Tuesday, August 09, 2011

Now is the Time for Your Tears

I'd like to spout some half-baked theories of disaffected youth; link the marauding teens with MPs expenses and banker greed; pontificate on our X-Factor meets Grand Theft Auto culture...

...but I can't because I'm too sad. Tonight's riots in Manchester, murmured throughout the day, but so flagged up that I thought they couldn't possibly happen - that the troublemakers would be stopped as soon as they crossed into the city centre - ended (if they have yet ended) far worse than I could have imagined. Marauding through the city - slipping from the main streets to the Northern Quarter - it looks like independent businesses as well as flash stores will have borne the brunt of the carnage. London braced itself for more violence with a show of police strength, but the meme had moved, to Salford, Manchester and the West Midlands. I feel that the riots are following me around, hitting every place I've ever lived (Croydon was last night's shocker), though I trust the well-behaved youths of York will spare me another night of personal sadness.

I've spent the last decade wanting to make things better within the limits of what the public sector can do, decrying the materialism and consumerism of our culture - but they're one and the same thing aren't they? Young people want "something to do" up to a certain point of self-gratification; hanging with their friends, messaging each other; getting the latest trainers or mobile phone, whatever the cost; and...finally, today, arranging a riot with a sense of Machiavellian planning that puts most Flash Mobs to shame.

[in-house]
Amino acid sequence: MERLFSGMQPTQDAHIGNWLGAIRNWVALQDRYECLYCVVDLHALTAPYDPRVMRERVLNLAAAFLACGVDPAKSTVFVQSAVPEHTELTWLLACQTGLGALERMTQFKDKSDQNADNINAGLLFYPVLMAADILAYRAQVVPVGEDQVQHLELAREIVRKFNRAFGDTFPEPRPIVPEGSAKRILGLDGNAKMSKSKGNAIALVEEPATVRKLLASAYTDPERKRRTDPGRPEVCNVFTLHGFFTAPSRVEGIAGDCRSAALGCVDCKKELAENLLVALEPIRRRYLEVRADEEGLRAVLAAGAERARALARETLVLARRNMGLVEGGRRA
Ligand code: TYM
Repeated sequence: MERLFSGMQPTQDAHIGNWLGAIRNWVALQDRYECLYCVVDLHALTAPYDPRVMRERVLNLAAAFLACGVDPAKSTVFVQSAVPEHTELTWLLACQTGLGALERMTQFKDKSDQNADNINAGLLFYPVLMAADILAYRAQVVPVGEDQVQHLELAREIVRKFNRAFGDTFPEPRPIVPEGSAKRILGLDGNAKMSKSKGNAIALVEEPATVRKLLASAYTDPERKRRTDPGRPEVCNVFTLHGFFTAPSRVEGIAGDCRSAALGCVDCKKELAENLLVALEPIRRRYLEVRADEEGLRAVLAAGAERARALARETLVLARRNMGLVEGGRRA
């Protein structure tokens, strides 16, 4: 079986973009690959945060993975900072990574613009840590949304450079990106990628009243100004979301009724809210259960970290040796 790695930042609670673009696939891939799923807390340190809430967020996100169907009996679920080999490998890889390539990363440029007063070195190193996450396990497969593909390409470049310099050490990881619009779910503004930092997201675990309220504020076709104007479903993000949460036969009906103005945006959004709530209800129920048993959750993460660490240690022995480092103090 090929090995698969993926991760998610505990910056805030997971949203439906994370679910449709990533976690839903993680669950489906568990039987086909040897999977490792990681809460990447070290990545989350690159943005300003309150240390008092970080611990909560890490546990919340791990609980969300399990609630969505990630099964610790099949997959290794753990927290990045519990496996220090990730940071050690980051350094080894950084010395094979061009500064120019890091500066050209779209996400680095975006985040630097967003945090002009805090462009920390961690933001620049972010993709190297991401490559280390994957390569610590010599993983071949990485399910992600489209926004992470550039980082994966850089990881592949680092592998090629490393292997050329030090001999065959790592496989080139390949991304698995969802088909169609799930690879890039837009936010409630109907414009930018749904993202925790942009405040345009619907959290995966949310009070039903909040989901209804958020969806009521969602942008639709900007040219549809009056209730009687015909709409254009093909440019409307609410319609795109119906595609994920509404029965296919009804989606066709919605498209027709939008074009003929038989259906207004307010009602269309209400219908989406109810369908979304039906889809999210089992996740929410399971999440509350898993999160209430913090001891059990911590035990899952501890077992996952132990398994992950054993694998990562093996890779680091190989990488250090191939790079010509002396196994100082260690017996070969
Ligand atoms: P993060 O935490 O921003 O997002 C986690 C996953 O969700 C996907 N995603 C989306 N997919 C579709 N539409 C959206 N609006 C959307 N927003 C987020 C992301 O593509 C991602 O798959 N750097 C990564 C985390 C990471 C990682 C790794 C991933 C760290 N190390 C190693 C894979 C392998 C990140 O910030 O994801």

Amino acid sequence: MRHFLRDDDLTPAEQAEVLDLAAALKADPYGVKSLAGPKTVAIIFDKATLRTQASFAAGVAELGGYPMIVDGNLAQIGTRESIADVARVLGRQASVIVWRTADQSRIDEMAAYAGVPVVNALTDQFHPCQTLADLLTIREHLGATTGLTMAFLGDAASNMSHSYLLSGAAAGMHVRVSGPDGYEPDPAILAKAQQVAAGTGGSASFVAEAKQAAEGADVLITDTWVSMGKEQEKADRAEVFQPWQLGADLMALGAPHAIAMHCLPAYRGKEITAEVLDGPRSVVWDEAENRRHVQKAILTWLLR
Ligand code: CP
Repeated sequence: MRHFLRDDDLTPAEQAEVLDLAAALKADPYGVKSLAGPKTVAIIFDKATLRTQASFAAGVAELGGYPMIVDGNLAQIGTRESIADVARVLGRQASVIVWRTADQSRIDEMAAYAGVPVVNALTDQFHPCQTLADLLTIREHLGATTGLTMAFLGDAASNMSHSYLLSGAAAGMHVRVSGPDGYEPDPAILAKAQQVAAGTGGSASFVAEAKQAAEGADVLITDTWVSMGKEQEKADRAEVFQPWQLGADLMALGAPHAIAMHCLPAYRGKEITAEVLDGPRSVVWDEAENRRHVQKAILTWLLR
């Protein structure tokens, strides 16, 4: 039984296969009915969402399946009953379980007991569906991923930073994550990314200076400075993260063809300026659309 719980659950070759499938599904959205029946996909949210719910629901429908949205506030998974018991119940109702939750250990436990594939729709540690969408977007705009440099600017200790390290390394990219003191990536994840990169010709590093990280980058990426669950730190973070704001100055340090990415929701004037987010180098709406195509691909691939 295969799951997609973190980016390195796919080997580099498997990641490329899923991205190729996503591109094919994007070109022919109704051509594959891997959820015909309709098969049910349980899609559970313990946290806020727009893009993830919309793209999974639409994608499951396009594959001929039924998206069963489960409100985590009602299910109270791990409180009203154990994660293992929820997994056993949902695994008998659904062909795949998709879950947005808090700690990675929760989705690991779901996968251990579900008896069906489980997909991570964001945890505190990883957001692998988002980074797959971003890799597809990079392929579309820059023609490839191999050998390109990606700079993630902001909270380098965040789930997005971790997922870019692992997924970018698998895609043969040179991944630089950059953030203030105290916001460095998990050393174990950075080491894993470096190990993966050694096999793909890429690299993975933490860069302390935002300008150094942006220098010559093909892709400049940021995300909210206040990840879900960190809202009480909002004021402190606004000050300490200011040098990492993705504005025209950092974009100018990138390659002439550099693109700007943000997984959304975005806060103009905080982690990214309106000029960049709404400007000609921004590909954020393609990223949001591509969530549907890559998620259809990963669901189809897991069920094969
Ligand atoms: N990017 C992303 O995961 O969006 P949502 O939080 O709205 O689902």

Too early to see the damage; too early to see if it will flare up again. In Looters v. Police, the former are winning at the moment. What's at the end of it? An unlucky lottery of court cases? Juvenile detention? We've long admired America; its capitalism, its brands; are we now admiring its broken youth? Its extremes of wealth?

Another day for such thoughts. Bob Dylan once wrote the song "The Lonesome Death of Hattie Carroll" in which he held off your sympathy, "now is not the time for your tears." I've felt that for a day or two, the awful happenings in London, the tardiness of our political classes, the media circus of 24-hour television. Each fire, I thought, would bring death with it - not just flames. But somehow the city burns, the windows of the supermarkets and the fashion shops crack; and the horror goes on - live entertainment on a warm night for an incomprehensible generation. Now, with Manchester, fair Manchester, vibrant Manchester, the people's Manchester in the path of these misguided lotusts, now, as Dylan sang, now is the time for my tears.

1 comment:

John Lennon said...

You sound like a working class hero.